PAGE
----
Legislature(2019 - 2020)BARNES 124
04/29/2019 03:15 PM LABOR & COMMERCE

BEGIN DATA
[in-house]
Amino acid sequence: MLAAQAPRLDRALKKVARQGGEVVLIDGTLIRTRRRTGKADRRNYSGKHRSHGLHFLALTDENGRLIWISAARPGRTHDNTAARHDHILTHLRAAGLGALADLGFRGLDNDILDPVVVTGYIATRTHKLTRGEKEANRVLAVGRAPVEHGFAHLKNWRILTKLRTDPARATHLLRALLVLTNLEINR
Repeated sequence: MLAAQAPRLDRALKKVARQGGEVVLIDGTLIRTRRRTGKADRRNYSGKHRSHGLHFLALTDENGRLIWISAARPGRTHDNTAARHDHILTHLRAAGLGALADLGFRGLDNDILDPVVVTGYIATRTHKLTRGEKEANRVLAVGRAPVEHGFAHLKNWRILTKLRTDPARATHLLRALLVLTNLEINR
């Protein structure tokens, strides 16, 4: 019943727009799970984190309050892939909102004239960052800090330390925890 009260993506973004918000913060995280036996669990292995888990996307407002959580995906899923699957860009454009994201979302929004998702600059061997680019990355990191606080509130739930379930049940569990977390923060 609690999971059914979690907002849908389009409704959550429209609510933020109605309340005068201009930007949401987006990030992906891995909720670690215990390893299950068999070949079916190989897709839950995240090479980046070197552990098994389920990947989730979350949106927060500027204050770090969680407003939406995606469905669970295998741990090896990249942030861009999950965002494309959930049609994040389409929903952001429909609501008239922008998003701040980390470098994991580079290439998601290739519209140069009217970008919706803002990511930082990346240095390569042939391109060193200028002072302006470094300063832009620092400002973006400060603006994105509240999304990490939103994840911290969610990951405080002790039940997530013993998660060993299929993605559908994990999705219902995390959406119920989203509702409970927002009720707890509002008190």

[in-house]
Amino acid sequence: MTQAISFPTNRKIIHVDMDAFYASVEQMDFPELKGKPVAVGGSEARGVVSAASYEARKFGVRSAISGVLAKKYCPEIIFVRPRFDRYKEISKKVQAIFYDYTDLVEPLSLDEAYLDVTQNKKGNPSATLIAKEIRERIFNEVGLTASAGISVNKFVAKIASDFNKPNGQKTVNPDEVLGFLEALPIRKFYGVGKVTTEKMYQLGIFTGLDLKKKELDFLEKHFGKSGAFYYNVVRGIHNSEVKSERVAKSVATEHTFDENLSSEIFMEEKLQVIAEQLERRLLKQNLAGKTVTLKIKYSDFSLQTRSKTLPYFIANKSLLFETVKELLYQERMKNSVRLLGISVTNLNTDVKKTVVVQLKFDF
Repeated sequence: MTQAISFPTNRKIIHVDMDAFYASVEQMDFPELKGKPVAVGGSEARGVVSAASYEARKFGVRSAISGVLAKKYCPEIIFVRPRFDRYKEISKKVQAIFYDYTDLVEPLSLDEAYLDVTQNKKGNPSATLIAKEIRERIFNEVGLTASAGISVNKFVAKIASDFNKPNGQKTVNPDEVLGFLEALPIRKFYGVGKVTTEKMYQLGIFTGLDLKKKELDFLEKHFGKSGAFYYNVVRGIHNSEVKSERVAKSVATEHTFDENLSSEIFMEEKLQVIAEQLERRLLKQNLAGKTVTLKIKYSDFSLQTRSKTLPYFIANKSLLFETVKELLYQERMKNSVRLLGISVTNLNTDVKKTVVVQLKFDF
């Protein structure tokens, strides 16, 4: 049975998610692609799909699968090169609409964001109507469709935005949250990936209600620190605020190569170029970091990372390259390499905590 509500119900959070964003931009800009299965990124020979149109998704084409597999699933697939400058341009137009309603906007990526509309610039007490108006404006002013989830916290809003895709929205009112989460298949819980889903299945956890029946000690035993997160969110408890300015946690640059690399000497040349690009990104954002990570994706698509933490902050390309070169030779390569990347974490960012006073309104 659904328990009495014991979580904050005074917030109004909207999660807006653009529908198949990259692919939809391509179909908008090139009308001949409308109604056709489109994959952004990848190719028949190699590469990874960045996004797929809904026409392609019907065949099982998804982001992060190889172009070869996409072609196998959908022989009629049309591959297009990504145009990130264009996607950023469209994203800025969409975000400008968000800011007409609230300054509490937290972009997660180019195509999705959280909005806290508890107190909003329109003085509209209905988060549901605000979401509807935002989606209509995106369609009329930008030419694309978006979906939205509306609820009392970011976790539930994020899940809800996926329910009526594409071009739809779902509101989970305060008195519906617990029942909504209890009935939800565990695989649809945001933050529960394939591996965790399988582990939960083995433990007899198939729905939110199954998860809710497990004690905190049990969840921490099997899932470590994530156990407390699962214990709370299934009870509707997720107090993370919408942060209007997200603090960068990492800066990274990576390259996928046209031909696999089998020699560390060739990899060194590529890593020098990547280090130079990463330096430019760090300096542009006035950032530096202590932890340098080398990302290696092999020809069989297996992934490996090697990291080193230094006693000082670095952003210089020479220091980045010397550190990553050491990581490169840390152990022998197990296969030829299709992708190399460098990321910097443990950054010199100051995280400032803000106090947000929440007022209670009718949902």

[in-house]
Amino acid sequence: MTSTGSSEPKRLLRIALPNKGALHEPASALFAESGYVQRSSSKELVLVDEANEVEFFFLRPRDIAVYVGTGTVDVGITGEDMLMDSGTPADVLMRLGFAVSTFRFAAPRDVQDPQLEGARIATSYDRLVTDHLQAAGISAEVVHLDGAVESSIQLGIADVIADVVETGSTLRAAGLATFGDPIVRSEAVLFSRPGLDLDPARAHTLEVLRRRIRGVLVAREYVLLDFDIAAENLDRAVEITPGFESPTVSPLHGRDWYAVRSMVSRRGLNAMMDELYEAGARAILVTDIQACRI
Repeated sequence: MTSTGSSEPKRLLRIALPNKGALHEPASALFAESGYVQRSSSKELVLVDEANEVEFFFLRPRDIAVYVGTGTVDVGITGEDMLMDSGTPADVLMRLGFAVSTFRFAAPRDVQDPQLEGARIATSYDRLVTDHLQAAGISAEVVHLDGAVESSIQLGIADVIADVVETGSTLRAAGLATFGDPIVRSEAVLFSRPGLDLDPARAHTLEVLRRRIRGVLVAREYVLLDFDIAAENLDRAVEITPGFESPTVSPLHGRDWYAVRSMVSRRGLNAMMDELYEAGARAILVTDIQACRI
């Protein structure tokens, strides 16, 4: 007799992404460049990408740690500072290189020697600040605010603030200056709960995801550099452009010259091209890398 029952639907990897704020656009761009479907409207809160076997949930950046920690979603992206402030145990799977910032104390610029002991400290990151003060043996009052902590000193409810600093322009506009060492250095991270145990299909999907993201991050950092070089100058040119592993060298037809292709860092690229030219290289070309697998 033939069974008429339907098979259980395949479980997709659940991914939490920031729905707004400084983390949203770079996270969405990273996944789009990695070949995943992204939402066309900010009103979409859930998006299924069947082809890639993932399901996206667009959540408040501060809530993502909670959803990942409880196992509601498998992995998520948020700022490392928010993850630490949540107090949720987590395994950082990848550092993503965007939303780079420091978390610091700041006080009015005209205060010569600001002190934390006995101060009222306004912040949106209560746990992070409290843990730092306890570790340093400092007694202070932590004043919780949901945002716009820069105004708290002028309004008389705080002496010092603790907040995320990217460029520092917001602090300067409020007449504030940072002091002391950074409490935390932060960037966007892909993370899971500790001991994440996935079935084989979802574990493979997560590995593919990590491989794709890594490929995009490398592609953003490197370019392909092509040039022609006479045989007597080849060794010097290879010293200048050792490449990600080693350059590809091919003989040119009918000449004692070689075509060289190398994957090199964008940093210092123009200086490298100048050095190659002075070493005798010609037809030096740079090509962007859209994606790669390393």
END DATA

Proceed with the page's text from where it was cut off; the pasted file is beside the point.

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ALASKA STATE LEGISLATURE HOUSE LABOR AND COMMERCE STANDING COMMITTEE April 29, 2019 3:20 p.m. MEMBERS PRESENT Representative Adam Wool, Co-Chair Representative Gabrielle LeDoux, Co-Chair Representative Zack Fields Representative Sara Hannan Representative Louise Stutes Representative Josh Revak Representative Dave Talerico MEMBERS ABSENT All members present COMMITTEE CALENDAR HOUSE BILL NO. 97 "An Act relating to the prescription of drugs by a physician assistant without physical examination." - HEARD & HELD HOUSE BILL NO. 29 "An Act relating to insurance coverage for benefits provided through telehealth; and providing for an effective date." - MOVED HB 29 OUT OF COMMITTEE HOUSE BILL NO. 104 "An Act relating to exemptions from mortgage loan originator licensing requirements; and providing for an effective date." - MOVED CSHB 104(L&C) OUT OF COMMITTEE PREVIOUS COMMITTEE ACTION BILL: HB 97 SHORT TITLE: TELEHEALTH: PHYSICIAN ASSISTANTS; DRUGS SPONSOR(s): REPRESENTATIVE(s) KREISS-TOMKINS 03/15/19 (H) READ THE FIRST TIME - REFERRALS 03/15/19 (H) HSS, L&C 03/26/19 (H) HSS AT 3:00 PM CAPITOL 106 03/26/19 (H) Heard & Held 03/26/19 (H) MINUTE(HSS) 03/28/19 (H) HSS AT 3:00 PM CAPITOL 106 03/28/19 (H) Moved CSHB 97(HSS) Out of Committee 03/28/19 (H) MINUTE(HSS) 03/29/19 (H) HSS RPT CS(HSS) NT 4DP 1NR 03/29/19 (H) DP: CLAMAN, TARR, DRUMMOND, SPOHNHOLZ 03/29/19 (H) NR: PRUITT 03/29/19 (H) FIN REFERRAL ADDED AFTER L&C 04/12/19 (H) L&C AT 3:15 PM BARNES 124 04/12/19 (H) -- MEETING CANCELED -- 04/15/19 (H) L&C AT 3:15 PM BARNES 124 04/15/19 (H) Scheduled but Not Heard 04/24/19 (H) L&C AT 3:15 PM BARNES 124 04/24/19 (H) Scheduled but Not Heard 04/29/19 (H) L&C AT 3:15 PM BARNES 124 BILL: HB 29 SHORT TITLE: INSURANCE COVERAGE FOR TELEHEALTH SPONSOR(s): REPRESENTATIVE(s) SPOHNHOLZ 02/20/19 (H) PREFILE RELEASED 1/11/19 02/20/19 (H) READ THE FIRST TIME - REFERRALS 02/20/19 (H) HSS, L&C 03/26/19 (H) HSS AT 3:00 PM CAPITOL 106 03/26/19 (H) Heard & Held 03/26/19 (H) MINUTE(HSS) 03/28/19 (H) HSS AT 3:00 PM CAPITOL 106 03/28/19 (H) Moved HB 29 Out of Committee 03/28/19 (H) MINUTE(HSS) 03/29/19 (H) HSS RPT 3DP 1NR 03/29/19 (H) DP: CLAMAN, DRUMMOND, SPOHNHOLZ 03/29/19 (H) NR: PRUITT 04/12/19 (H) L&C AT 3:15 PM BARNES 124 04/12/19 (H) -- MEETING CANCELED -- 04/15/19 (H) L&C AT 3:15 PM BARNES 124 04/15/19 (H) Scheduled but Not Heard 04/24/19 (H) L&C AT 3:15 PM BARNES 124 04/24/19 (H) Heard & Held 04/24/19 (H) MINUTE(L&C) 04/26/19 (H) L&C AT 3:15 PM BARNES 124 04/26/19 (H) <Bill Hearing Canceled> 04/29/19 (H) L&C AT 3:15 PM BARNES 124 BILL: HB 104 SHORT TITLE: MORTGAGE LOAN ORIGINATOR LICENSING SPONSOR(s): REPRESENTATIVE(s) WILSON 03/25/19 (H) READ THE FIRST TIME - REFERRALS 03/25/19 (H) L&C 04/10/19 (H) L&C AT 3:15 PM BARNES 124 04/10/19 (H) -- MEETING CANCELED -- 04/17/19 (H) L&C AT 3:15 PM BARNES 124 04/17/19 (H) -- MEETING CANCELED -- 04/26/19 (H) L&C AT 3:15 PM BARNES 124 04/26/19 (H) Heard & Held 04/26/19 (H) MINUTE(L&C) 04/29/19 (H) L&C AT 3:15 PM BARNES 124 WITNESS REGISTER REID HARRIS, Staff Representative Jonathan Kreiss-Tomkins Alaska State Legislature Juneau, Alaska POSITION STATEMENT: Introduced HB 97 on behalf of Representative Kreiss-Tomkins, prime sponsor. DEBORAH STOVERN Department of Commerce, Community & Economic Development Anchorage, Alaska POSITION STATEMENT: Answered questions during the hearing on HB 97. CHRISTOPHER DIETRICH, Assistant Medical Director Orion Behavioral Health Network Wasilla, Alaska POSITION STATEMENT: Testified in support of HB 97. CHRISTOPHER DIETRICH, Assistant Medical Director Orion Behavioral Health Network Wasilla, Alaska POSITION STATEMENT: Testified in support of HB 29. CLAUDIA TUCKER, Government Affairs VP Teladoc Health Purchase, New York POSITION STATEMENT: Testified in support of HB 29. ROBIN MINARD, Chief Communications Officer Matsu Health Foundation Wasilla, Alaska POSITION STATEMENT: Testified in support of HB 29. LYNN FREEMAN, PhD, CEO Mind Matters Research LLC Anchorage, Alaska POSITION STATEMENT: Testified in support of HB 29. WADE ERICKSON, MD Capstone Family Medicine Wasilla, Alaska POSITION STATEMENT: Testified in support of HB 29. STACY HARVILL, Realtor Madden Real Estate Fairbanks, Alaska POSITION STATEMENT: Testified in support of HB 104. NADINE WINTERS, Executive Director Fairbanks Neighborhood Housing Services Fairbanks, Alaska POSITION STATEMENT: Testified in support of HB 104. PATRICK ANDERSON CEO Rural Community Action Program Anchorage, Alaska POSITION STATEMENT: Testified in support of HB 104. PATRICE WALSH, Director Division of Banking and Securities Department of Commerce, Community & Economic Development Anchorage, Alaska POSITION STATEMENT: Testified during the hearing on HB 104. ACTION NARRATIVE 3:20:49 PM CO-CHAIR GABRIELLE LEDOUX called the House Labor and Commerce Standing Committee meeting to order at 3:20 p.m. Representatives Revak, Stutes, Hannan, Talerico, LeDoux, and Wool were present at the call to order. Representative Fields arrived as the meeting was in progress. HB 97-TELEHEALTH: PHYSICIAN ASSISTANTS; DRUGS 3:21:28 PM CO-CHAIR LEDOUX announced that the first order of business would be HOUSE BILL NO. 97, "An Act relating to the prescription of drugs by a physician assistant without physical examination." 3:21:46 PM CO-CHAIR WOOL moved to adopt the proposed committee substitute (CS) for HB 97, labeled 31-LS0695\S, Fisher, 4/23/19, as the working draft. There being no further objection, Version S was before the committee. 3:22:57 PM REID HARRIS, Staff, Representative Jonathan Kreiss-Tomkins, Alaska State Legislature, presented HB 97 on behalf of Representative Kreiss-Tomkins, prime sponsor. He paraphrased parts of the sponsor statement [included in the committee packet], which read in its entirety as follows [original punctuation provided]: The 2016 Medicaid Reform Bill (SB 74) provided for the use of telehealth, revising Alaska statutes to require the Alaska State Medical Board to adopt regulations and guidelines for physicians rendering a diagnosis; providing treatment; or prescribing, dispensing, or administering a prescription drug to a person without first conducting a physical examination under AS 08.64.364. However, SB 74 only addressed physicians and the Board's interpretation was that the bill's provisions should not apply to physician assistants (PAs). This effectively barred PAs from practicing telemedicine, requiring them to first conduct in-person examinations. House Bill 97 aligns statute with the intent of the Medicaid Reform Bill, clarifying that PAs can provide telemedicine in collaboration with and under the oversight of physicians. Under HB97, PAs are subject to the same statutory oversight as physicians regarding the practice of telemedicine, as well as the same disciplinary sanctions when appropriate. Alaska, with its vast geographical challenges and limited access to vital healthcare, stands to benefit from this legislation. HB 97 will increase patient access to care, extending the reach of medicine to medically underserved areas 3:25:00 PM MR. HARRIS directed attention to the document labelled, "AAPA," from the American Academy of Physician Assistants [included in the committee packet] and highlighted what physician assistants (PAs) do, as well as briefly described their education and experience. He said that PAs are not operating independently from a physician and must have an active, collaborative plan of regular contact. Under that plan, physicians authorize their functions and the medications they can prescribe. He pointed out that in Alaska, if a physician assistant (PA) has a Drug Enforcement Administration (DEA) authorization number they can prescribe schedule 2-5 substances. MR. HARRIS turned attention to two maps from the Health Resources & Services Administration (HRSA) [included in the committee packet] that display health professional shortage areas (HPSA) and medically underserved populations in the United States, both of which are present in Alaska. He further noted that the passage of HB 97 and its companion bill, SB 44, would allow over 700 PAs to engage in telehealth services within the state of Alaska. 3:30:19 PM CO-CHAIR WOOL sought clarification on whether the 700 PAs would be physically present in Alaska or if they would be out of state and accessed via telehealth. MR. HARRIS offered his understanding that they would be in Alaska. He recounted that when the first telemedicine statutes were passed several years ago there was concern about medical jobs being outsourced out of state. However, currently, he said that isn't happening. CO-CHAIR WOOL, in reference to Teladoc, contended that outsourcing is happening. MR. HARRIS acknowledged that the company Teladoc is in Tennessee; however, the doctors still reside in the state of Alaska. CO-CHAIR WOOL offered his understanding that the doctors working for Teladoc are on-call 24/7 and located out of state. 3:32:16 PM DEBORAH STOVERN, Department of Commerce, Community & Economic Development, in response to Representative Wool, stated that there are approximately 700 licensed PAs in Alaska. She noted that in order to enter a collaborative agreement between a physician and a PA, they must both be licensed in the state of Alaska; however, there is no requirement that either reside in the state. 3:34:17 PM REPRESENTATIVE HANNAN asked why the Alaska State Medical Board hasn't taken a position on this bill. MS. STOVERN explained that the Board reviewed HB 97 in February and took a position in support of the legislation. She noted that they issued a letter referencing their position, which could be provided to the committee upon request. REPRESENTATIVE HANNAN questioned whether leaving PAs out of the original statute [AS 08.64.364 Prescription of drugs without physical examination] that gives doctors authorization to practice telemedicine was intentional. MR. HARRIS offered his understanding that the original intent of was to allow both physicians and PAs to practice telemedicine. He added that it's not irrational that the Board interpreted it differently, as the original bill only addressed physicians. MR. HARRIS noted that HB 97 has an effective date of March 1, 2020, per request of the Alaska State Medical Board. 3:36:49 PM CO-CHAIR LEDOUX opened public testimony. 3:37:00 PM CHRISTOPHER DIETRICH, Assistant Medical Director, Orion Behavioral Health Network, informed the committee that he is a PA practicing adolescent and child psychiatry in Alaska from Kotzebue to Ketchikan. He noted that he also serves an underserved demographic by offering is services to the Department of Corrections (DOC). He stated that PAs are medical providers who diagnose illnesses, develop and manage treatment plans, prescribe medications, and often service as a patient's principal healthcare provider. With thousands of hours of medical training, he said, PAs are versatile and collaborative. He expressed his support for HB 97 as to decrease barriers to his patients in rural access areas and to make it easier for all patients to have adequate treatment. 3:38:55 PM CO-CHAIR LEDOUX closed public testimony. She announced that HB 97 was held over. HB 29-INSURANCE COVERAGE FOR TELEHEALTH 3:39:13 PM CO-CHAIR LEDOUX announced that the next order of business would be HOUSE BILL NO. 29, "An Act relating to insurance coverage for benefits provided through telehealth; and providing for an effective date." 3:39:40 PM The committee took an at-ease from 3:39 to 3:41 p.m. 3:42:32 PM CO-CHAIR LEDOUX opened public testimony on HB 29. 3:42:46 PM CHRISTOPHER DIETRICH, Assistant Medical Director, Orion Behavioral Health Network, expressed his support for HB 29. He offered his belief that when patients who are covered by both private insurance and Medicaid, receive telehealth service that their private insurance denies, then the cost is shifted over to the state. He stated that this bill would help the state of Alaska save money and help patients receive better care. 3:44:10 PM CLAUDIA TUCKER, Government Affairs VP, Teladoc Health, offered support for HB 29. She said that HB 29 will mandate coverage without getting into the contractual relationship for reimbursement between providers and the health plan and does not require a prior in-person [appointment], which she said is good policy. She reported that Teladoc Health has 47 Alaska licensed physicians working in the state. 3:45:20 PM CO-CHAIR WOOL asked if the physicians working for Teladoc Health are physically located in Alaska. MS. TUCKER replied that they can be both in Alaska and out of state. She said that call volume for 2018 shows approximately 30 percent of calls were answered by physicians living in Alaska. She did note, however, that all Teladoc physicians are at least licensed in this state. 3:46:22 PM ROBIN MINARD, Chief Communications Officer, Matsu Health Foundation, voiced her support for HB 29. She stated that this bill addresses and solves both transportation and access to care for Alaskans. She offered her belief that currently, patients postpone preventive care, medication refills, and early intervention due to access, cost, weather, and lack of time, which ultimately increases overall healthcare costs when they end up in the emergency room (ER). She said that HB 29 will help to give quality care to more Alaskans. 3:49:21 PM LYNN FREEMAN, PhD, CEO, Mind Matters Research LLC, testified in support of HB 29, stating that it is critical for the wellbeing of patients in Alaska. She informed the committee that her research supports the notion that telehealth can offer the same quality of care as in-office appointments. She contended that in some cases, telehealth can even provide better outcomes. 3:51:34 PM WADE ERICKSON, MD, Capstone Family Medicine, stated his support for HB 29. He informed the committee that he has been doing telemedicine for six years as a family physician, noting that he uses it for both rural and local patients. He said that with proper use of telemedicine, he has seen a significant improvement in patient care, access to care, and a reduction in the use of both emergency room and urgent care services. 3:53:02 PM CO-CHAIR LEDOUX closed public testimony. 3:53:20 PM CO-CHAIR WOOL moved to report HB 29 out of committee with individual recommendations and the accompanying fiscal notes. Without objection, HB 29 was moved from the House Labor and Commerce Standing Committee. 3:53:45 PM The committee took an at-ease from 3:53 to 3:56 p.m. HB 104-MORTGAGE LOAN ORIGINATOR LICENSING 3:56:41 PM CO-CHAIR LEDOUX announced that the next order of business would be CS FOR HOUSE BILL NO. 104(L&C), "An Act relating to exemptions from mortgage lender, mortgage broker, and mortgage loan originator licensing requirements; and providing for an effective date." 3:57:20 PM CO-CHAIR LEDOUX opened public testimony. 3:57:34 PM STACY HARVILL, Realtor, Madden Real Estate, stated her support for HB 104. She offered her belief that HB 104 provides strong consumer protection and provides options for people buying and selling in the state of Alaska. She said that there are often properties that do not fit the traditional financing mold and buyers that do not fit the traditional financing standard. She opined that the solution is owner financing; however, the current law has made it that a private individual cannot do so unless the dwelling serves as the individual's residence. She shared her belief that HB 104 will help to adequately address owner financing and make it easier for individuals to sell their properties in many circumstances. CO-CHAIR WOOL asked if Ms. Harvill was aware that the current version of the bill allows for nonprofits, as well as individuals, to sell properties. MS. HARVILL disclosed that she participated in drafting the bill and acknowledged that nonprofits were not originally included. Nonetheless, she said that it makes sense to include nonprofit organizations and expressed support for that addition. CO-CHAIR WOOL asked if Ms. Harvill would feel differently if the nonprofits were large national groups rather than small "mom and pop" organizations. MS. HARVILL said, "possibly but not necessarily." She stated that all the nonprofit organizations that were mentioned during the previous bill hearing for HB 104 made sense to her. 4:01:06 PM NADINE WINTERS, Executive Director, Fairbanks Neighborhood Housing Services, expressed her support for HB 104, adding that the nonprofit exemption would specifically apply to Fairbanks Neighborhood Housing Services (FNHS). She said they offer products that are not available by traditional lenders and would be exempt by federal law. She opined that this bill would help FNHS fulfill their mission to help low- and moderate-income first-time home buyers get into homes. 4:03:52 PM REPRESENTATIVE HANNAN asked what kind for employee screening is done to stop the abuse of loan applicants' financial information. MS. WINTERS replied that they have confidentiality policies, mortgage underwriting policies and procedures, as well as a litany of assurances required by their funding sources. REPRESENTATIVE HANNAN asked if that includes a criminal background check. MS. WINTERS answered yes. 4:05:34 PM CO-CHAIR WOOL asked if Ms. Winters, a licensed loan originator, handles all loans in her office. MS. WINTERS confirmed that. She added that she does the terms with the assistance from a loan processor who does the voluminous paperwork requirements. CO-CHAIR WOOL considered whether a nonprofit group would be, by definition, a commercial lender if they were to offer the same kind of loan as a bank. He asked if that would make the nonprofit ineligible for the exemption. MS. WINTERS acknowledged that would meet the definition of "commercial" and the exemption would not apply to them. CO-CHAIR WOOL sought clarification on the zero percent loan program offered by FNHS. He speculated that their down payment helps people get bank loans to buy a house. MS. WINTERS said, "Exactly," and added that all her nonprofit's programs are for first-time home buyers. She clarified that every second mortgage that FNHS does is tied to a first lender whose client wouldn't have been able to get into their home without the program assistance offered by the nonprofit. 4:10:46 PM CO-CHAIR WOOL suggested a scenario in which someone wants to get a second mortgage on a house they own. He asked if he or she would be required to come up with the down payment if they are already paying for the loan on their house. MS. WINTERS said if that individual already has an existing mortgage then FNHS would not be assisting them, as the organization helps first-time home buyers. She reiterated that someone looking for a second mortgage on top of an original mortgage would not be a client that they serve. She continued by saying that FNHS helps people with closing costs and the down payment. CO-CHAIR WOOL offered his understanding that FNHS is helping people out with fees rather than originating their mortgage. MS. WINTERS acknowledged that they are augmenting a certain population of homebuyers in the community rather than competing. 4:12:49 PM PATRICK ANDERSON CEO, Rural Alaska Community Action Program, informed the committee that Rural Alaska Community Action Program (RurAL CAP) is a nonprofit agency operating in Alaska and a licensed mortgage loan originator as required by state law. He expressed full support for HB 104 as it would exempt nonprofit organizations like RurAL CAP from the requirements. He explained that RurAL CAP closes second mortgages for low- income home buyers that are serviced and funded by Alaska Housing Finance Corporation, noting that in the past 7 years they have closed only 36 such loans while expending in excess of $20,000 in fees to maintain compliance with regulations. CO-CHAIR WOOL questioned whether RurAL CAP uses a bank to buy properties. MR. ANDERSON said that they buy it themselves. 4:19:34 PM CO-CHAIR WOOL said the committee has heard from nonprofits who say they don't compete with banks and offer different loans than banks do. He asked for the Division of Banking and Securities' response to that. PATRICE WALSH, Director, Division of Banking and Securities, Department of Commerce, Community & Economic Development, replied that she views these nonprofits as public assistance because they are offering services to a group that isn't serviced by the state or federally licensed loan originators. She noted that the federal law already allows for this exemption, which other states have adopted, leaving Alaska as an outlier that has yet to convert to keep up with federal law. 4:21:50 PM CO-CHAIR WOOL asked if the number of loans would increase if HB 104 were to pass. MS. WALSH offered her belief that there wouldn't be more loans because the nonprofits get their money through grants, which are limited. She added that she has never seen the volume increase for the few licensees that they have. 4:24:18 PM REPRESENTATIVE HANNAN questioned whether Ms. Walsh believes that allowing the nonprofit origination of residential mortgage loans would open a risk to consumers in Alaska. MS. WALSH answered no, because nonprofits must qualify for this exemption and in that qualification process there is an extensive review of each organization that must be renewed annually. 4:26:41 PM CO-CHAIR LEDOUX closed public testimony. 4:26:56 PM The committee took a brief at-ease. 4:27:53 PM CO-CHAIR WOOL said he wasn't present for the introduction of the CS at the previous bill hearing. He further noted that the nonprofits seem to have a limited scope of a limited clientele. He added that it would have been helpful to hear from the banking industry during testimony. 4:28:24 PM CO-CHAIR WOOL moved to report CSHB 104, Version 31-LS0275\S, Bannister, 4/10/109, out of committee with individual recommendations and the accompanying fiscal notes. Without objection, CSHB 104(L&C) was moved from the House Labor and Commerce Standing Committee. 4:28:49 PM ADJOURNMENT There being no further business before the committee, the House Labor and Commerce Standing Committee meeting was adjourned at 4:28 p.m.